H.c.i. – Honored
It’s been a little over a week since the human-computer-interaction course offered through Coursera, and taught by Stanford University associate professor, Scott Klemmer, ended. I feel truly honored and thankful to have been a part of the beta offering of this course. I remain in awe of the quality of the course, the richness of learning that was attained, and the fact that it was free.
The course was listed as a 5-week course, although it ended up being 6-weeks. Each week consisted of about two hours of video lectures, a studio assignment to be completed and submitted the following week, a quiz, peer grading evaluation training, followed by actual peer grading of a minimum of five peers assignments. I estimate I spent an average of about 20 plus hours per week completing and meeting the course requirements for the studio track, which I explain below.
The course was designed to have two tracks of accomplishment.
- The Studio Track – Required that you watch all the course video lectures, take all quizzes, complete the studio assignments, pass peer evaluation training, evaluate your peers assignments, and earn at least an 80% average on quizzes and studio assignments.
- The Apprentice Track – Required that you watch all the course video lectures and earn at least an 80% average on the quizzes. Submitting the studio assignments and peer grading were not required for this track.
h.C.i – Compelled
This was not an easy course to get through. Mainly because of its rapid pace and quantity of time required to complete assignments. As a teacher, I was able to devote time to the class and completing the assignments since I have summers off.
Here’s a look at the requirements for each weekly assignment. Keep in mind, in addition to doing the assignment, you had to pass evaluation training which consisted of grading five to seven of your peers assignments within a predetermined range of the instructors pre-evaluated score. You were then required to actually grade a minimum of five peer assignments after passing training, watch the course video lectures, and take the weekly quiz.
- Assignment Week One – Choose from three design brief options. Select an activity to observe, perform a need finding observation of three people performing the activity, and document and submit with notes, observation summary, and photos of each activity observed. Brainstorm and submit a list of at least 15 needs/goals discovered from your observation. Research and submit at least five existing designs you plan to use for inspiration.
- Assignment Week Two – Develop a point-of-view for your intended design and sketch two separate storyboards that engage your chosen point-of-view. Share your storyboards with others and get feedback. Choose one storyboard to implement. Create two rapid electronic prototypes, using the Balsamiq prototyping tool, of two different UI interface options. Perform a heuristic evaluation on both prototypes of five of your course peers, in addition to grading five peer assignments, watching the video lectures for the week, and taking the quiz.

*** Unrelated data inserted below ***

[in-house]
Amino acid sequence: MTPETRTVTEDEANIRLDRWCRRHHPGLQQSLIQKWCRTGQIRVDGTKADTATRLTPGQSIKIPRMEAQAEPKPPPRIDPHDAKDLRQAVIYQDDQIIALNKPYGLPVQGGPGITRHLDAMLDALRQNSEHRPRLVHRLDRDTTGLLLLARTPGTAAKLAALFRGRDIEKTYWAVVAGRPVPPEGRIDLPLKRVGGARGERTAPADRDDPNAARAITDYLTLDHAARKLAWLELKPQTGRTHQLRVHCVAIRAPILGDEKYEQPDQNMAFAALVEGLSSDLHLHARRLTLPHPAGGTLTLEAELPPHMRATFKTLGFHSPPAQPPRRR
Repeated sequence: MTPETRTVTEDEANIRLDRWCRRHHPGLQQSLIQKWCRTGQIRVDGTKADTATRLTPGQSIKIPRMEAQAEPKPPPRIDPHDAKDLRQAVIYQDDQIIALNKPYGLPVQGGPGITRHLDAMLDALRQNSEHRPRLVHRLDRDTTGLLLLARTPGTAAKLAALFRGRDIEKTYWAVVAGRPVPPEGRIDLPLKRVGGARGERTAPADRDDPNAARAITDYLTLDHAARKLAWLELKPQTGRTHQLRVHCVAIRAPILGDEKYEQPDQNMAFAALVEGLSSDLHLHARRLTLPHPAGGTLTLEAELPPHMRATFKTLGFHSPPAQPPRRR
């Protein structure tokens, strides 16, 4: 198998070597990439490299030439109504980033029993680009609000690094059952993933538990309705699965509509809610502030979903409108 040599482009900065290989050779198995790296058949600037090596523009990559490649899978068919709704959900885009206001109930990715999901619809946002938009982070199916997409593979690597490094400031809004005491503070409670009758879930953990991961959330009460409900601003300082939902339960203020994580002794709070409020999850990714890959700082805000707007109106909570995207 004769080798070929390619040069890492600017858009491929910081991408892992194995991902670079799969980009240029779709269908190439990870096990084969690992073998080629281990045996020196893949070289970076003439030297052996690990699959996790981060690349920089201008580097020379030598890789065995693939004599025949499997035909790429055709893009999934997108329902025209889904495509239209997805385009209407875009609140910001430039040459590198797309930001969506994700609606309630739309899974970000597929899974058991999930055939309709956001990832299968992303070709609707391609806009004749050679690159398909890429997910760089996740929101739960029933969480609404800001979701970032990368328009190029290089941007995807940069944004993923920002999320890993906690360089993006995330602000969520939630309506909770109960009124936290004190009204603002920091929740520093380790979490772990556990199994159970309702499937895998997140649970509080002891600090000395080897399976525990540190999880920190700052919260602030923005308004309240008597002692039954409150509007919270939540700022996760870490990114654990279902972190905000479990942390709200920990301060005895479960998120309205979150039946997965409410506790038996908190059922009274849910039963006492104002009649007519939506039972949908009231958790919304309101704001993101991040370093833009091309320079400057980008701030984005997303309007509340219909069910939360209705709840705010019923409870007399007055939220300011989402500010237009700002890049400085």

- Assignment Week Three – Choose a prototype to implement as a working, interactive application/website based on the feedback from the heuristic evaluations. Write a detailed list of changes you plan to implement based on the heuristic evaluations. Write an implementation plan of the timeline and steps you plan to take to create an interactive application of your prototype. Create a working/functional home page of your application/website with working links to placeholder pages using handwritten code or a WYSIWYG type editor.
- Assignment Week Four – Update implementation plan with accomplishments and actual time spent, etc. Plan, write, and submit user study experiment for upcoming week. Create documentation/surveys, etc. that you will use in the user study. Finish creating your application/website and make sure it is fully functional, and ready for testing.
- Assignment Week Five – Perform the user study and write a summary of your findings. Select a feature of your application/website to redesign based on the feedback from the user study. Create a second prototype that implements the redesign. Write a list of all the changes you would implement if you were to complete a full re-design of your application/website.
The quality of the course materials, the uniqueness of taking a class with such a diverse group of people, and the opportunity to experience firsthand the creativity and innovation of my peers, compelled me to continue in this course!
Despite the amount of work that it required. It was well worth my hard work and effort. According to statistics from the course website, just over 29,000 people, from over 126 different countries watched the course videos, a little over 6,800 took the quizzes, and 791 people completed all five studio assignments.
h.c.I. – Inspired
I leave the class not only motivated to continue on this UX journey I have begun, but also highly inspired by the generosity of the instructors and teaching assistants at Stanford who produced this course, Coursera for providing the platform, the amazing creativity, innovation, and generosity of my peers who stuck it out through the studio process – and graded my work, and the work of others. You inspire me, thank you all!
I leave humbled, in a very good way…